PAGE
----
• Valerie S., who has a physical disability and woke up the morning after drinking at a party out of her wheelchair and naked. She could not remember what happened but was concerned she had been sexually assaulted. Medical staff say that the responding officers said this was not the case. She decided not to file a complaint because of the disbelieving way the officers questioned her. [371]

The MPD states it has made efforts to improve its handling of drug-facilitated sexual assault cases since 2008. The efforts included having detectives attend a 2010 training at the US Attorney’s Office, led by an expert in drug-facilitated sexual assault cases. Also, the MPD states that the number of cases submitted for toxicology testing “has substantially increased.”[372] Records from the Office of Chief Medical Examiner (which conducts toxicology tests in suspected drug-facilitated sexual assault cases for the MPD) show that their lab received, collected, or had transferred to it: 6 sexual assault forensic evidence kits in 2008, 2 in 2009, 12 in 2010, and 7 as of May 25, 2011.[373]

A new measure that could improve the handling of these cases is a case review process. Chief Lanier told Human Rights Watch that the MPD is in the “process of developing a formal case review process in which a panel will review, on a bi-weekly basis, all cases that have been investigated and are not forwarded to the US Attorney’s Office for prosecution.”[374] The concept of “case review” of closed cases has been on the SART agenda since 2010.[375] However, as of October 2012, it had not been implemented.[376] Different sources told Human Rights Watch this was because law enforcement was not providing necessary information.[377]

Additional Cases Involving Drugs or Alcohol That Raise Questions

  • The case of a sex worker who, according to community advocates, attempted to report an assault. Law enforcement told her that she was “complicit in her assault” and that she had no case because she had done drugs. [378]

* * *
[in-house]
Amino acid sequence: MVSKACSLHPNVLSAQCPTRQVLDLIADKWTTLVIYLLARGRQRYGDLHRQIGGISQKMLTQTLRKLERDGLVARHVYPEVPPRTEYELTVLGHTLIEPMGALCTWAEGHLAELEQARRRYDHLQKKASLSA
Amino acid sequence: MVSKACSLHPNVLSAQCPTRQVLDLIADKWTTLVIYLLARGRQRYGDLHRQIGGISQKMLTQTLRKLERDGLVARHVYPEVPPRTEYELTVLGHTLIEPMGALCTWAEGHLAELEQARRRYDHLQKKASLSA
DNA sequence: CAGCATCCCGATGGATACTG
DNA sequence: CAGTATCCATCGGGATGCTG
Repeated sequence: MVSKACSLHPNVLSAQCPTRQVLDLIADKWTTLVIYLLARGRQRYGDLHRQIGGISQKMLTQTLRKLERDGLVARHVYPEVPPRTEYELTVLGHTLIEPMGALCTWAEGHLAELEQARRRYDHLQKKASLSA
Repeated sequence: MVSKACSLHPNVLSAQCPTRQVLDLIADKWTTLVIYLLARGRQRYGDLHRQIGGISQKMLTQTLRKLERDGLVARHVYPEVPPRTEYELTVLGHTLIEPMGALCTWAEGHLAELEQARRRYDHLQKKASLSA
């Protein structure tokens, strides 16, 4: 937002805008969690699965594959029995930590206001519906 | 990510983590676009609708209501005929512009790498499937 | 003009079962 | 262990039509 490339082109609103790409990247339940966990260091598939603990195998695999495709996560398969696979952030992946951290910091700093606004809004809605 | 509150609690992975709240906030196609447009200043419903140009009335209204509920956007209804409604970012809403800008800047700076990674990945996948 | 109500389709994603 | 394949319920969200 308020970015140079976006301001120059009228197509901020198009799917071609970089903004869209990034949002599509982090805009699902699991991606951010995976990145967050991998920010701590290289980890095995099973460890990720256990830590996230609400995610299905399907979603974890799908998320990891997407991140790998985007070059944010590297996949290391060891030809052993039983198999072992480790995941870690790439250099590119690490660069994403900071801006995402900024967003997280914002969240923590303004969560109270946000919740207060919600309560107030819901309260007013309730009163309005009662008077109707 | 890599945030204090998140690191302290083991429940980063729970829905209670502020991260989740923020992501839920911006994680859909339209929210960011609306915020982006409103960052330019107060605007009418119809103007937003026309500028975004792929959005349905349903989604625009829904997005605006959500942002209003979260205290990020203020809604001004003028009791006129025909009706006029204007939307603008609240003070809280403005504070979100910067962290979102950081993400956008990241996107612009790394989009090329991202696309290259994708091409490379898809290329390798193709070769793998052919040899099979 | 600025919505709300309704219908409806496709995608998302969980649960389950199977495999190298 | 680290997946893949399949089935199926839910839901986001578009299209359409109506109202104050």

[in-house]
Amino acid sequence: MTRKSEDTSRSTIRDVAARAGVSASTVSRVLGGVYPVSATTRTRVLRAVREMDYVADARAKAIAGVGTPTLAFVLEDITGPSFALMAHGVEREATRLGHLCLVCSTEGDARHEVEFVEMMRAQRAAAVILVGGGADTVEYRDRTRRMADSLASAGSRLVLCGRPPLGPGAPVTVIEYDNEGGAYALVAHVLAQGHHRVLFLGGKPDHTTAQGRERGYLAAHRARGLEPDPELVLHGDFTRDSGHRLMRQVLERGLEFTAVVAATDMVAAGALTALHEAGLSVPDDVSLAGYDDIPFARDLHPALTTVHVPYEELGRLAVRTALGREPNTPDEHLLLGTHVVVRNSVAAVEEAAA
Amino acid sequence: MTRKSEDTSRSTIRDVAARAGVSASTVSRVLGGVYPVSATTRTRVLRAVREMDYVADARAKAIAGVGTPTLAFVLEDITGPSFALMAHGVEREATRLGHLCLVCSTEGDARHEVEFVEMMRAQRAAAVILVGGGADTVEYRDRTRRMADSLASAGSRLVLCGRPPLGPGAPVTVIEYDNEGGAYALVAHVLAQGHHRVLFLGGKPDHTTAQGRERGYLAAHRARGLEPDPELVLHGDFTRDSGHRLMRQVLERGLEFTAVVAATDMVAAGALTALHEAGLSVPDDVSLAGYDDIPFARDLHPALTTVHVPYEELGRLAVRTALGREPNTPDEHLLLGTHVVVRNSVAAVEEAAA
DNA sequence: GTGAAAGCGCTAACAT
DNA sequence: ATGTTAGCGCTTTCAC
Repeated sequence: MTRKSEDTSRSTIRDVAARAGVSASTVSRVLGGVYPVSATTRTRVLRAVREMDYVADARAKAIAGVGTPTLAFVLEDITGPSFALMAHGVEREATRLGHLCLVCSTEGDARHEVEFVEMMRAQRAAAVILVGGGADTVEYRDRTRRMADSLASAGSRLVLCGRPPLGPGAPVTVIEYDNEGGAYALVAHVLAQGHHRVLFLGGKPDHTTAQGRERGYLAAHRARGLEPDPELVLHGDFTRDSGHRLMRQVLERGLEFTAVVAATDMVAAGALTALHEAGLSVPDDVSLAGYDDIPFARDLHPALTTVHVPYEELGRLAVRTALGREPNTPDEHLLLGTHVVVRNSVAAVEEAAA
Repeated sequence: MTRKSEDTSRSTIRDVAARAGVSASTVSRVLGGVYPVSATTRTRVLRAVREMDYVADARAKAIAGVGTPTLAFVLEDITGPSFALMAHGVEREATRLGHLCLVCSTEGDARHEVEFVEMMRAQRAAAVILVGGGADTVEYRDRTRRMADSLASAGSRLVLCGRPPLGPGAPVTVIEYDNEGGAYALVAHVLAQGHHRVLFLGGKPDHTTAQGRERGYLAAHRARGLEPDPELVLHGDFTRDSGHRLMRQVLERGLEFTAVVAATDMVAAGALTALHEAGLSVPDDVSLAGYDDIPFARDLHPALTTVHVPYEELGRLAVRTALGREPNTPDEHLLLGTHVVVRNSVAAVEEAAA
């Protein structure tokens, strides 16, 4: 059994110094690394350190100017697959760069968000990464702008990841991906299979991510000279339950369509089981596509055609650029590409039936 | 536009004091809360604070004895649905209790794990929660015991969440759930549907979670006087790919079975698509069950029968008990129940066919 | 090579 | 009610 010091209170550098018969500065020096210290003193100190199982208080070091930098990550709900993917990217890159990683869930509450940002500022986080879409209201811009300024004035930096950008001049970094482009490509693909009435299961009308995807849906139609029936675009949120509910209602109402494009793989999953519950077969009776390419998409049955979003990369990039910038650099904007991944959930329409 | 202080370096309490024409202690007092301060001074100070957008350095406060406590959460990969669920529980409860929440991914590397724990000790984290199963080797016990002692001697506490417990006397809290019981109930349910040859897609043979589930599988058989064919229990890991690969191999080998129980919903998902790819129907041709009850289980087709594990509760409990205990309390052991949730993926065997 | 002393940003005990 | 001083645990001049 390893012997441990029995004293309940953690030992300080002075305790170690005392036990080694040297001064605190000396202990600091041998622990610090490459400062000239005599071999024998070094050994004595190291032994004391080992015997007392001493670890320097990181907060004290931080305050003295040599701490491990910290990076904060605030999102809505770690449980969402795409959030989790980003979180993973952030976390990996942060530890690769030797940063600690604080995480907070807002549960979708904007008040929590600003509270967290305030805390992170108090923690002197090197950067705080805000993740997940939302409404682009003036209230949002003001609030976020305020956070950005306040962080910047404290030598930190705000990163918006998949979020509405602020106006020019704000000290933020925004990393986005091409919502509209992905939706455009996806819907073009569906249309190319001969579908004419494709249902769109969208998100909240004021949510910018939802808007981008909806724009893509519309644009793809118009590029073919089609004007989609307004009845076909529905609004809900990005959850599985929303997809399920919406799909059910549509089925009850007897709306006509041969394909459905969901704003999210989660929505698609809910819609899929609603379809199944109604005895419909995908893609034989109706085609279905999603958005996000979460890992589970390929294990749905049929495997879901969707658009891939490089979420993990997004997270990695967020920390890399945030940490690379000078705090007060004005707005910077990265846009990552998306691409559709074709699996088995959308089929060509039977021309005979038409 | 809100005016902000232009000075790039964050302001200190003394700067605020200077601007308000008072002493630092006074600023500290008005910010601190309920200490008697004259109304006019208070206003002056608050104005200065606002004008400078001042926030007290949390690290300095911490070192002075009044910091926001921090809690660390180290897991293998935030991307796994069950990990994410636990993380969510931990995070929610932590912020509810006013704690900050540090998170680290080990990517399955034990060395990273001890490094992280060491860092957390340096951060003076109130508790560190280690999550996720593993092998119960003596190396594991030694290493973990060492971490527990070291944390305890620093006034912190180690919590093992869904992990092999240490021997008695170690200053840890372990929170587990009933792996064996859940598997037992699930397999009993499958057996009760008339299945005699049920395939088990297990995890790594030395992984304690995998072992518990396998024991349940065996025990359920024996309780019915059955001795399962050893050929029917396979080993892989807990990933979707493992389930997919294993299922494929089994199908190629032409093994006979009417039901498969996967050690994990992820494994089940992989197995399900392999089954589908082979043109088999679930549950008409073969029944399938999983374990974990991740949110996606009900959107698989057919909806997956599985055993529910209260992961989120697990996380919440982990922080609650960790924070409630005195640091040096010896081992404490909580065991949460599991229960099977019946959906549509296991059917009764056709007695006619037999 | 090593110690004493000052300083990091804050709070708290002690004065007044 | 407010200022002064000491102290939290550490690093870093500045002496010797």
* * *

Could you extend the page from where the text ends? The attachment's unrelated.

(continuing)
• The case of Kathy A., whom medical staff said woke up with no clothes on after a job doing make-up at a party. She did not remember what happened but suspected she had been drugged and assaulted. “Happens all the time,” a member of the medical staff recalled the detective telling her. “There is nothing we can do.” [379]
  • The early 2011 case of a victim who had only two drinks but blacked out while driving. Hospital staff said she woke up with her pants off, and her wallet and phone missing. She remembered a flash of two guys in her car but nothing else. Two weeks after reporting her assault to police at the hospital, her forensic exam kit and blood and urine samples were still awaiting pick-up because the detectives said the crime could have happened in Maryland. [380]
  • A July 2009 case in which the complainant was highly intoxicated at the time of her report and indicated she had been assaulted. Though at the time her statement appeared unclear, the victim called back nine days later to ask about results from her rape kit. The detective explained it would take six weeks or longer for results, but the file does not indicate any follow-up or investigation after the call. [381]
  • An October 2011 case in which the victim had half an open soda after a date and woke up without her shirt, tights, and underwear, and with her head spinning and hurting. She was very upset but could not recall what had happened or how her clothing had gone missing. She had not had any alcohol or drugs but witnesses described her as wobbly. She went for a forensic exam, but police listed the case as office information and did not assign a case number. [382]
  • A fall 2011 case in which the complainant reports that he lost consciousness after meeting the suspect at a nightclub, but awoke briefly to find the suspect anally penetrating him before losing consciousness again. The detective wrote up the report as an “allegation of a misdemeanor,” though assigned no case number. The file notes that the detective left one message for the suspect on his cell phone over two months after the assault. It also notes one unsuccessful attempt five months after the assault to go to the nightclub, when it was closed. But it contains no indication of further investigation. [383]